I'm confronting more daily obstacles than usual on World Cup assignment because, unlike my previous soccer journeys over 24 years, I have bypassed, for the bulk of the tournament, a hotel's comfort and support. I rented an apartment.
It sits near the historic Arbat District, a pedestrian street lined with rowdy bars and souvenir shops running parallel to a breakneck, six-lane street shadowed by high rises lit in World Cup colors and logos. Two miles from Red Square, this is perhaps Moscow's Times Square.
My building, probably built in the 1970s, is dreary on the outside, functional and renovated inside. I'm saving money on not only the nightly rate but on laundry services. (Twenty dollars for five pair of socks? Love ya, Marriott, but . . .) I've got a pint-size washing machine and a drying rack erected near sun-splashed windows.
On the ground floor, there's a French cafe with special-edition torts featuring green frosting and a silhouette of a soccer player.
Next door, a restaurant trying to appeal to American male visitors advertises "2 Beers Bud with a Double Sandwich New York for Men Only." I went with the veggie wrap and mango lemonade garnished with a chile pepper.
An adjacent building houses a multiplex showing Western films. On the outer ends, the upper walls feature fading Soviet mosaics. At street level, a guy in a cupcake costume distributes fliers.
Groceries are available near the British Embassy (and Sherlock Holmes statue) at an upscale chain called Azbuka Vkusa, which is Russian for "Our produce is as beautiful as your Whole Foods's but for twice as many rubles!"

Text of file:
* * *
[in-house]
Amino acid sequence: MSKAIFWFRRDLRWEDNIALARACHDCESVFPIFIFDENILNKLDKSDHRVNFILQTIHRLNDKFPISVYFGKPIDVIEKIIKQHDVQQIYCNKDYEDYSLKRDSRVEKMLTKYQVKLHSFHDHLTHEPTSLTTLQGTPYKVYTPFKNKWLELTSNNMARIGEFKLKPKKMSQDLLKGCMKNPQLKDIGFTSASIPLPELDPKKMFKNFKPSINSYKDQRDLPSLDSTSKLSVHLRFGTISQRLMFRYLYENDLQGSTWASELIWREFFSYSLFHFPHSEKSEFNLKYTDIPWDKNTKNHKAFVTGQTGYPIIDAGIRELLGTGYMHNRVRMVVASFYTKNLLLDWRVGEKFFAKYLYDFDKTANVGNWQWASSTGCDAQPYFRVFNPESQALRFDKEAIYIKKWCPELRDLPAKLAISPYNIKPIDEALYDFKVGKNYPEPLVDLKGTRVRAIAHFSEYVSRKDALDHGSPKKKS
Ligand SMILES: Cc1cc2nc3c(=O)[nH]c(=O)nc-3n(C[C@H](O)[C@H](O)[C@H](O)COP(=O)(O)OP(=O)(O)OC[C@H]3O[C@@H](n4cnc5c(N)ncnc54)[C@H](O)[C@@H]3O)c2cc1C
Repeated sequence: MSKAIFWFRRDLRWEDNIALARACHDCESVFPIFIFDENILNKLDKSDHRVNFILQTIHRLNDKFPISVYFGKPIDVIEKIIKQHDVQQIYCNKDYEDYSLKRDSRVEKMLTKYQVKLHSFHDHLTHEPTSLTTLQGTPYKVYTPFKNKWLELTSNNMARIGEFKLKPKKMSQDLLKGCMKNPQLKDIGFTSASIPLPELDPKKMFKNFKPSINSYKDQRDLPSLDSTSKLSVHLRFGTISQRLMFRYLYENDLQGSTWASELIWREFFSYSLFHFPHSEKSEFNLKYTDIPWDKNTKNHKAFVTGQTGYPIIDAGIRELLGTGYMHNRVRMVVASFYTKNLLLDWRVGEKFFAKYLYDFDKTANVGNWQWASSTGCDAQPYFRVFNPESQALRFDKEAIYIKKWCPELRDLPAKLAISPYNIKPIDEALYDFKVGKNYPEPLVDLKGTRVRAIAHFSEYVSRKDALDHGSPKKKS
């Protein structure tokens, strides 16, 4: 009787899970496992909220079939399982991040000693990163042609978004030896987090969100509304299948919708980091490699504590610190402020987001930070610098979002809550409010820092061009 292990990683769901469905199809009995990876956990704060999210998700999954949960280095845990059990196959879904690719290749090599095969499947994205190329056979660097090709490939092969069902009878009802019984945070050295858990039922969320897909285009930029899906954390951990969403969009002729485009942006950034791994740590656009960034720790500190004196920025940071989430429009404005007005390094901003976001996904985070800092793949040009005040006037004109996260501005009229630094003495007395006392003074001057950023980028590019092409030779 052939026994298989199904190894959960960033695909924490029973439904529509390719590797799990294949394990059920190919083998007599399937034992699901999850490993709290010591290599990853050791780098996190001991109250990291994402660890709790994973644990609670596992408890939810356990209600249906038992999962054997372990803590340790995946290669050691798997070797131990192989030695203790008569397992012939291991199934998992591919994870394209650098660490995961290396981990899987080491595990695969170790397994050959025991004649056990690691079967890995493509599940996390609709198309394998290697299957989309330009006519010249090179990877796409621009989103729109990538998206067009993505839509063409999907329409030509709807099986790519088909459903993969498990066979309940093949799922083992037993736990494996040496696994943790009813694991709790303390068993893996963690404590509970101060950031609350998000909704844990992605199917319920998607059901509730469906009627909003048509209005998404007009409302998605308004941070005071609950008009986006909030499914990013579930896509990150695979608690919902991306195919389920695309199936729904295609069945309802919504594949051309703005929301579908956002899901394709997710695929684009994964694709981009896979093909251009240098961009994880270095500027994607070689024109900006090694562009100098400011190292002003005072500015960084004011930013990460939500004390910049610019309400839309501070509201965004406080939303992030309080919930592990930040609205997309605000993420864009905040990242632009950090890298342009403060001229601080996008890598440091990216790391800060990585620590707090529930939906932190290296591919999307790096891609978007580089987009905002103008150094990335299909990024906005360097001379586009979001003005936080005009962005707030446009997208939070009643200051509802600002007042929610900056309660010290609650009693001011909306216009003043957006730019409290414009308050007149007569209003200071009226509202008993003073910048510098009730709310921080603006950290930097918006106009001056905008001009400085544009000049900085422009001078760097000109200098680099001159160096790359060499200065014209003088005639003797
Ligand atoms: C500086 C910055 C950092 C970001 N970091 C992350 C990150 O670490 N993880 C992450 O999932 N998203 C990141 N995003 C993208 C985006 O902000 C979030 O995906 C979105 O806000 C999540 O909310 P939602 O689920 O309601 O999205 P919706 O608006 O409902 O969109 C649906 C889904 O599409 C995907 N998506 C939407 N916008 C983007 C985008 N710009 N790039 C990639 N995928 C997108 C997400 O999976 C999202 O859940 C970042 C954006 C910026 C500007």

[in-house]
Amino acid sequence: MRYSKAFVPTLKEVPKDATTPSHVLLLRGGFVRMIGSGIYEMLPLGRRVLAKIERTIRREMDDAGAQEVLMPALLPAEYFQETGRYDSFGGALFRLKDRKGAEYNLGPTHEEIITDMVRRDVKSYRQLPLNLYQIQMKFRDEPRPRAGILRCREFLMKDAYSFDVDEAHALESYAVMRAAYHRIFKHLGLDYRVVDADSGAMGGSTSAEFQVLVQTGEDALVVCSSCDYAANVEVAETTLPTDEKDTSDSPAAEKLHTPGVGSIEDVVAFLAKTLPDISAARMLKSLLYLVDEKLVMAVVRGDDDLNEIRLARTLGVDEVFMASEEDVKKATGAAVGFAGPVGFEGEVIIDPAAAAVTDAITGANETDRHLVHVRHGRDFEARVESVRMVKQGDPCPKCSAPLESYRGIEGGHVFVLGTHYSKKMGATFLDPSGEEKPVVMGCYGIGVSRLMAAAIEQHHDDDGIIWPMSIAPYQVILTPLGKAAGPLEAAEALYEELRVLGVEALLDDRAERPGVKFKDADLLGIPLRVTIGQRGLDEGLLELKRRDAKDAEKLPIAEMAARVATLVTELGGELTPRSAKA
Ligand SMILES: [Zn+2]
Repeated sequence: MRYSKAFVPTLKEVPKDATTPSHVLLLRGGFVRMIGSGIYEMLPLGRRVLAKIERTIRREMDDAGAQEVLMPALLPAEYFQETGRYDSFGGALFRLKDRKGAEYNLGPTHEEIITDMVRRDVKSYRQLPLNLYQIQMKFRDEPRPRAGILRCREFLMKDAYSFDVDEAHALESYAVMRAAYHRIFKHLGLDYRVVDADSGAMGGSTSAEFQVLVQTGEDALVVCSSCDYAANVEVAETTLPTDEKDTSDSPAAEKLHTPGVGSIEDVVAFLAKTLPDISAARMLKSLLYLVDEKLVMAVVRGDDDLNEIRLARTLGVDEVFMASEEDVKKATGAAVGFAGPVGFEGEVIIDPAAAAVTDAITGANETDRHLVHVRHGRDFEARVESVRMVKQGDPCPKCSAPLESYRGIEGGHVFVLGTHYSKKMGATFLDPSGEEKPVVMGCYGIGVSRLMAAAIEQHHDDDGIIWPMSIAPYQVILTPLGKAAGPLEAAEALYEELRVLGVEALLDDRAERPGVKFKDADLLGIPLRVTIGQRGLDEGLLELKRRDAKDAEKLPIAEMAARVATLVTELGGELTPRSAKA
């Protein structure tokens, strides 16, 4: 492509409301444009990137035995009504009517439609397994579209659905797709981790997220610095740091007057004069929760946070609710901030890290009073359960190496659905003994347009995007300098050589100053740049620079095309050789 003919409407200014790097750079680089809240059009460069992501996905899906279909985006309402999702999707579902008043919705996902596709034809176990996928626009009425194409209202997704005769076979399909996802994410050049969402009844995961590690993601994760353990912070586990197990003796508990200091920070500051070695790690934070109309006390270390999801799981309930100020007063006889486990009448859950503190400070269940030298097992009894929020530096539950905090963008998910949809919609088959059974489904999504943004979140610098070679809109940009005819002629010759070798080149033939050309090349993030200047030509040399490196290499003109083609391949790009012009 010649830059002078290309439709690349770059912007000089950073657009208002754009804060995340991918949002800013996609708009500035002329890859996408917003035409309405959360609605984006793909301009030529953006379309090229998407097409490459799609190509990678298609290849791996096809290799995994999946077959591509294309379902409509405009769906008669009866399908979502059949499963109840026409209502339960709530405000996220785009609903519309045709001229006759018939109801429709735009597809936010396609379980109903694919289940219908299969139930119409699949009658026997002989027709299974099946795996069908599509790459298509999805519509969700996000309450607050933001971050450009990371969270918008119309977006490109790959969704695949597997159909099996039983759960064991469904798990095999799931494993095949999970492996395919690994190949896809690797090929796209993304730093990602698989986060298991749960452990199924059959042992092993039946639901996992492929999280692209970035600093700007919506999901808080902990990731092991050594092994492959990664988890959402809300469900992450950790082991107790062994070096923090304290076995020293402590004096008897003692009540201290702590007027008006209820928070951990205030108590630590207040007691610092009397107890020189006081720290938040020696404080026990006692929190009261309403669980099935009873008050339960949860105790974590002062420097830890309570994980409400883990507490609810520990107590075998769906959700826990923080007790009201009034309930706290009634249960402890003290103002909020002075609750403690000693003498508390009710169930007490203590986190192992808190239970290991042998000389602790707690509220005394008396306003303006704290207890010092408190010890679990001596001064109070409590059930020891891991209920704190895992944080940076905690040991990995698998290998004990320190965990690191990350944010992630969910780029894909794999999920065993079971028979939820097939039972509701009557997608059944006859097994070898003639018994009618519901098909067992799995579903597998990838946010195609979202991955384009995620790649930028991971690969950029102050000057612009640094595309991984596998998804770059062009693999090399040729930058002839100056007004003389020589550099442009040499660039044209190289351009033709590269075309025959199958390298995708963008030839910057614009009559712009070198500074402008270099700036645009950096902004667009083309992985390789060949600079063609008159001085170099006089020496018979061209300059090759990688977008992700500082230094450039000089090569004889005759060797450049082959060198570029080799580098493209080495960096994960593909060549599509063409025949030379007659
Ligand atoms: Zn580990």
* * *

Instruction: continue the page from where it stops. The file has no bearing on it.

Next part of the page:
Shoppers earn unofficial World Cup trading cards manufactured by a company called Top Trumps. Just in time for the Fourth of July, one can purchase "The Original BBQ Marshmallows," packaged in a bag adorned with a U.S. flag and Mount Rushmore.
The busy commercial stretch is the source of debauchery as soccer fans of diverse backgrounds converge nightly. The crowds disperse when the sun begins to rise, which, at this time of year in a northern city, is at 3:43 a.m. (In St. Petersburg, it's 10 minutes earlier.)
Visitors eat and drink at Black Star Burger, Steak It Easy, El Tacodor and Apocalypse Pub. There's a hookah bar and temporary World Cup museum.
On Friday, Sports Illustrated's Brian Straus and I watched the Spain-Portugal match on a screen the size of a former Soviet republic. It hung inside an upscale nightclub/music hall converted into a viewing venue. We sat with two Mexican fans dressed in green.
With each of the six goals, dance lights were activated, causing temporary blindness. Before kickoff, patrons had been greeted by five orange, wookiee-like characters. They were accompanied by a witch. It was terrifying.
Down the way, near the Burger King, sits the Museum of Death. I must visit.
(Steven Goff has covered soccer for The Washington Post since the early 1990s. His beats include D.C. United, MLS and the U.S. national teams. He has been on assignment at every World Cup since 1994, plus four Women's World Cups.)